Writer: Philip Porter / Director: Janice Honeyman
Cast: Sophia Nomvete, Ellie Beaven, Felix Hayes, Kim Hartman, Nicholas Day, Bally Gill, Laura Kirman, Steven Kynman, Geoffrey Lumb , Byron Mondahl, Esther Niles, Harriet Slater, Katherine Toy, Jon Trenchard and Johnson Willis.
* Images by Pete Le May, RSC
“Bragg, Bragg, Bragg, Bragg, Bragg, Bragg!”
My first trip to Stratford- upon- Avon, sounds totally insane, but having visited The Globe to see ‘All’s Well That Ends Well’ years ago I thought it was time to complete my Shakespeare pilgrimage. I was rather glad that it wasn’t a Shakespeare play I was seeing, as I’m not really a follower of the obvious.
Circumstances lead me to see Vice Versa (or The Decline and Fall of General Braggadocio at the Hands Of his Canny Servant Dexter and Terence the Monkey) by Philip Porter – a new Ancient Rome- inspired comedy ruckus, affectionately lifted from the Roman playwright, Plautus. The plot thus: ” A wily servant and a pair of wronged young lovers who team up to bamboozle a pompous general. Dodgy disguises, comic capers and a talking monkey create pandemonium as the tricksters try to save the girl, free the servant and live to tell the tale.”
Seeing the show in preview, it is highly likely that everything will be snipped and tightened as their run, till September 9th, goes forward. I did feel the running time of over 2 hours was a little too long, but by no means did this reduce any of my enjoyment.
A simple, decorative Italian-style Colin Richmond set interspersed with energetic and thunderous musical numbers by Sam Kenyon, the band dressed as sweet little monkeys, the scene was well and truly set.
Hamlet’s Polonius did say “Seneca cannot be too heavy nor Plautus too light” – Well, Shakespeare doesn’t always have to get it right, right? This was very light, frothy, fun and didn’t need much analysis or over thinking. I have always seen plenty of room for all kinds of mediums and genres within the RSC, this attitude reflects much more on the unpolished world the Bard knew himself. – Of course, this is my considered opinion.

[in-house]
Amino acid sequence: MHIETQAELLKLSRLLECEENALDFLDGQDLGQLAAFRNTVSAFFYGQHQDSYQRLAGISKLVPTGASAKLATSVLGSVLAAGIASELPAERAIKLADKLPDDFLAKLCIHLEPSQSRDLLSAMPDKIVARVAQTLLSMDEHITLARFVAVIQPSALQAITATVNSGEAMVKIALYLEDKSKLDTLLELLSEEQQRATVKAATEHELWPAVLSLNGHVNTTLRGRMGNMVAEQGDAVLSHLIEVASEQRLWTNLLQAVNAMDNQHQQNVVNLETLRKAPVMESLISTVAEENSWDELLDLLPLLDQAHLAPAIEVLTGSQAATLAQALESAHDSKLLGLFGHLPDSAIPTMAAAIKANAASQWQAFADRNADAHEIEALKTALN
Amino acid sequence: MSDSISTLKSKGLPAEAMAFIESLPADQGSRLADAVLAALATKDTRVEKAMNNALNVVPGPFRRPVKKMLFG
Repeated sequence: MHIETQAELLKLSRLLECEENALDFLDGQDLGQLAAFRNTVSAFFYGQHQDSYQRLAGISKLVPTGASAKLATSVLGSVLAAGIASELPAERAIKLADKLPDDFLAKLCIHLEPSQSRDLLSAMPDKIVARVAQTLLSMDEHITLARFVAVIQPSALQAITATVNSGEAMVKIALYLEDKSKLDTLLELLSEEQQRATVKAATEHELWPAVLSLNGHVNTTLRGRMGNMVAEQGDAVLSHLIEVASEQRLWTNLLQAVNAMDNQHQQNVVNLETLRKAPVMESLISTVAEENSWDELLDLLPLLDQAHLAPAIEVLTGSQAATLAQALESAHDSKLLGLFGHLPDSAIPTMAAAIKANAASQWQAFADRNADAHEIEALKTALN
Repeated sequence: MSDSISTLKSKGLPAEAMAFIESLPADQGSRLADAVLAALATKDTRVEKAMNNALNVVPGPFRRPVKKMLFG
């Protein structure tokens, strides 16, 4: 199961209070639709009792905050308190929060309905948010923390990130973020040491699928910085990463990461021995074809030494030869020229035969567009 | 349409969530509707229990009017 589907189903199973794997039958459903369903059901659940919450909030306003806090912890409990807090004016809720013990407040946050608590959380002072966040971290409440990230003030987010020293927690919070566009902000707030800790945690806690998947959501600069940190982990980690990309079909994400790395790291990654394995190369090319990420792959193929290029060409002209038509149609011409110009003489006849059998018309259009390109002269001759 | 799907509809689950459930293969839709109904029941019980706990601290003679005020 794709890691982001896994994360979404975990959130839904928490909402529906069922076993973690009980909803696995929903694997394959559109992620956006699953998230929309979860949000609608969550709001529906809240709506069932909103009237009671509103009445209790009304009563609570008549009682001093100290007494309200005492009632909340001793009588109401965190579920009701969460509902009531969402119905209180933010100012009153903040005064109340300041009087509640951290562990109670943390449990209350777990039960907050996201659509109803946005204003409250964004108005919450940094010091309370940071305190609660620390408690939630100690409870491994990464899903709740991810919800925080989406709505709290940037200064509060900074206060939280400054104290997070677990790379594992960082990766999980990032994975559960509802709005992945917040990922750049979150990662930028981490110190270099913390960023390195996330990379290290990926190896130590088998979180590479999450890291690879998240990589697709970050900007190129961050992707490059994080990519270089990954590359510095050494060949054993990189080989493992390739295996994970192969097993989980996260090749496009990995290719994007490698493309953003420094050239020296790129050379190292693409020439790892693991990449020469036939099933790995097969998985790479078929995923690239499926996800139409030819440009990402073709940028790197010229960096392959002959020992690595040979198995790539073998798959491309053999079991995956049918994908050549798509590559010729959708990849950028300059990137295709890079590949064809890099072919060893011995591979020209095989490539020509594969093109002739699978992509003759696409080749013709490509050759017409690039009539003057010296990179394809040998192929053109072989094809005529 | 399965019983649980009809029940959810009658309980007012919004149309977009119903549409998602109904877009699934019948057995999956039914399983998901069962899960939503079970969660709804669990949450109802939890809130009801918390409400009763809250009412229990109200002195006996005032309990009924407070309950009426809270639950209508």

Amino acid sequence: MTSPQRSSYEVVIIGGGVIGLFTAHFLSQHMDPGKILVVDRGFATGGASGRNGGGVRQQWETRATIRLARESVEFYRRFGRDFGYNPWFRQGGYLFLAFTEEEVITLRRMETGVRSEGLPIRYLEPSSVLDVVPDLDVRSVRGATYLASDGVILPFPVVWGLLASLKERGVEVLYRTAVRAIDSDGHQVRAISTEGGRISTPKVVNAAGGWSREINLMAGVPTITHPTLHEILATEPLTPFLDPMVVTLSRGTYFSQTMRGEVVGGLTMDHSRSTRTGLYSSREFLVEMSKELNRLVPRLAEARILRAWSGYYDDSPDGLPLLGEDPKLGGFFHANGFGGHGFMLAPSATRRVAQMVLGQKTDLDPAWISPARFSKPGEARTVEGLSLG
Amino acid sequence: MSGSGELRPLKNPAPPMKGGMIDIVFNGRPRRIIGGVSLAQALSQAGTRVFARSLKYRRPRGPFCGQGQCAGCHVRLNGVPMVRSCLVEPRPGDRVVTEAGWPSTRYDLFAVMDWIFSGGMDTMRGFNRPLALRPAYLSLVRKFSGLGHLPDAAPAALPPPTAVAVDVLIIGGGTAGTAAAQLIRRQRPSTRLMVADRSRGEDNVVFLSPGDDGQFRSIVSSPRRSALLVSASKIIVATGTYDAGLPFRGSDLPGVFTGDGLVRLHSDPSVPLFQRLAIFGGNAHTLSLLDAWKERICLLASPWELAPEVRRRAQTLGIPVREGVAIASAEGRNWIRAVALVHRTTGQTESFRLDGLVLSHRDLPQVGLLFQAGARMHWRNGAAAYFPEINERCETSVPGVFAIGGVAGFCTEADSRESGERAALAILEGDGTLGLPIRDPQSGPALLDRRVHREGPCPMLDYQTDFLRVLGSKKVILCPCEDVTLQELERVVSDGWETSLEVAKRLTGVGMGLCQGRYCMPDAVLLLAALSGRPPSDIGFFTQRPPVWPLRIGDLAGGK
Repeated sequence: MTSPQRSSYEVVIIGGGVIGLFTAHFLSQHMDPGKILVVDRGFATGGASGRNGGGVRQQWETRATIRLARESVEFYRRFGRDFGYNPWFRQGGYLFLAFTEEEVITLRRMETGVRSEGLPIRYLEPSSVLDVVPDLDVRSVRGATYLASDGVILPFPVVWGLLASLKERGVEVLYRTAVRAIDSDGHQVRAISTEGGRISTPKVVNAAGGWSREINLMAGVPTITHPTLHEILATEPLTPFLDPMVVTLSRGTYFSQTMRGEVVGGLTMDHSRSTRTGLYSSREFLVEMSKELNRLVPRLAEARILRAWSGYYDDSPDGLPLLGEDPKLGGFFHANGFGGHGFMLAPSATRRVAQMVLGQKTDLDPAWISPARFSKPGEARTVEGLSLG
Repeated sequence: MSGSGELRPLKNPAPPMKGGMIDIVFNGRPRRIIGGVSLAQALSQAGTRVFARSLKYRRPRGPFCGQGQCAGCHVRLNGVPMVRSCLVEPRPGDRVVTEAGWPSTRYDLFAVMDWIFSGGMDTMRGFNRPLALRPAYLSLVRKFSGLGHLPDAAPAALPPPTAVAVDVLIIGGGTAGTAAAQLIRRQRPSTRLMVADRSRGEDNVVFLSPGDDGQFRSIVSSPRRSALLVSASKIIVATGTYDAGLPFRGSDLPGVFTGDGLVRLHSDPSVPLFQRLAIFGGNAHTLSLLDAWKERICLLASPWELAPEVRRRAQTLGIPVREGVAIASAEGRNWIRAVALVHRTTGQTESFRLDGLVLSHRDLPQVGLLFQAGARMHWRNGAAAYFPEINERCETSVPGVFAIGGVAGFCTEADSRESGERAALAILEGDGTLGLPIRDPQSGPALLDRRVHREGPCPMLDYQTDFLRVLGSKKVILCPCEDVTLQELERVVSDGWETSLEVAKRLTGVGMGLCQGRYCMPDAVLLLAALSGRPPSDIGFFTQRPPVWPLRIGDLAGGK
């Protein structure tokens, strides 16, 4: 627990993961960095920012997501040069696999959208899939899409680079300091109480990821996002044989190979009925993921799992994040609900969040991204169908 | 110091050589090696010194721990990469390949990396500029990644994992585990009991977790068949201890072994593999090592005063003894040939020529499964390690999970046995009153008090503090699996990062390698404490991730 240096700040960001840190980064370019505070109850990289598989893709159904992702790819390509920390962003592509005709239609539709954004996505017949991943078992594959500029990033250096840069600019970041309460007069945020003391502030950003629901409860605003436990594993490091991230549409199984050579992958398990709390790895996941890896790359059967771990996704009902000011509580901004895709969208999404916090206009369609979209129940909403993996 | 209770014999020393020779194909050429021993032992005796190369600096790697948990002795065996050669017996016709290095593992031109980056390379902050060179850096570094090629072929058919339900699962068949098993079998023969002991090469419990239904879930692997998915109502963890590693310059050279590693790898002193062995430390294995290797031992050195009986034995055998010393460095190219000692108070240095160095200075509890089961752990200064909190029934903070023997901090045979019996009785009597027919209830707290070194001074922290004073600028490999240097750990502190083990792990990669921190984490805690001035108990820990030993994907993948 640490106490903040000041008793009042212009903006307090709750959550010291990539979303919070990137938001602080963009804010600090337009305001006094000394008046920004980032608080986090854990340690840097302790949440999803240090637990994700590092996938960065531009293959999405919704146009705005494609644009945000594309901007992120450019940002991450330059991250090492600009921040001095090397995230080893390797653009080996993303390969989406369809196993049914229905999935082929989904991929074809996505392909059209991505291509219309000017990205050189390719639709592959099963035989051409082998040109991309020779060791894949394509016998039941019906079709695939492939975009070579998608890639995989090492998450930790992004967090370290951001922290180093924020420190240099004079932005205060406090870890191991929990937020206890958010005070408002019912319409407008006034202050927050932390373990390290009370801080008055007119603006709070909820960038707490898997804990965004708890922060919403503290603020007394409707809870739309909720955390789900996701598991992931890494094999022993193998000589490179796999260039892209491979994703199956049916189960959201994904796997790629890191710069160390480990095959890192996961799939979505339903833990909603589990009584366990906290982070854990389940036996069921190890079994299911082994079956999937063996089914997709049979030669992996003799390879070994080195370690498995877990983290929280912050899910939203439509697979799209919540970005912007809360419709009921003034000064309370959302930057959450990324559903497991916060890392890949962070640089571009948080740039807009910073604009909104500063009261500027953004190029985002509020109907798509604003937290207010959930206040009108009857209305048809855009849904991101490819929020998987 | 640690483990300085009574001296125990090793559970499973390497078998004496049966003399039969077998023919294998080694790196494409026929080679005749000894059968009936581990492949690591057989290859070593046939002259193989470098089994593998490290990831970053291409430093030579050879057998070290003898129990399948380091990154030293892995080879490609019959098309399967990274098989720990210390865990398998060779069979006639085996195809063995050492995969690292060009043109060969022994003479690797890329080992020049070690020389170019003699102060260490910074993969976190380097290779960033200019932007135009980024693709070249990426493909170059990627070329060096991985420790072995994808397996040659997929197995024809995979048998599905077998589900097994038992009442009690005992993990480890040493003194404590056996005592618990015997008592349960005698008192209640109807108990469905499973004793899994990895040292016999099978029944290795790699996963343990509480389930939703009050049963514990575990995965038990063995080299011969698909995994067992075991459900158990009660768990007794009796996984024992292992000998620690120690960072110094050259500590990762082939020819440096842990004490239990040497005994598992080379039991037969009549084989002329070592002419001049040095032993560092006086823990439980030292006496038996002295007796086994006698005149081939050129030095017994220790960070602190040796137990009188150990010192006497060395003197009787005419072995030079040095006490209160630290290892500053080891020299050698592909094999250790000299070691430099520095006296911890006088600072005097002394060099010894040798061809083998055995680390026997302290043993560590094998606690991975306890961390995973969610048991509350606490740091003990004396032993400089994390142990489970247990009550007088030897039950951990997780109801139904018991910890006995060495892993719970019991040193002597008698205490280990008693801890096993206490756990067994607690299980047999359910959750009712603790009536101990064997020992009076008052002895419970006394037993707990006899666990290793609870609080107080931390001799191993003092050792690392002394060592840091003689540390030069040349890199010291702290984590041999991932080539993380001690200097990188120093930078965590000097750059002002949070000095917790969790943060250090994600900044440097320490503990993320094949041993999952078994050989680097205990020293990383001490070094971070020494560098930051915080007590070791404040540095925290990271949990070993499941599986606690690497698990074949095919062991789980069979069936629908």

The order of Roman day is, as per usual, slavery, sex, dirt, satire and, bums, breasts, bodily functions, and Phil Porter makes no bones or apologies about this frivolous fact. It collapses in the vein of A Funny Thing Happened On The Way To The Forum, Up Pompei, mixed in with the double entendre disease of the Carry On series films. Why not borrow and infuse genius from past greats? Who knows what you may see..
Heavy on song and dance physicality, buffoonery, slapstick, the modern implantation of Trump references (Who doesn’t include this delicious swipe at irony in everything these days) and primitive-modern props make this play sublime and ridiculous all in its own sphere.
Vice Versa never fell short of exaggeration or perspiration..I have to admire the high energy of the ensemble, this fast-paced physical romp must be highly grueling and demanding for the actors, adding in the token lights and the numerous performance enhancing bells and whistles. More than half were caked in mud make- up, raggedy clothes, straw-like wigs and gnarly infection- filled prosthetic teeth and facial adornments. I loved the clothes, it was a true raid on the proverbial dressing up box.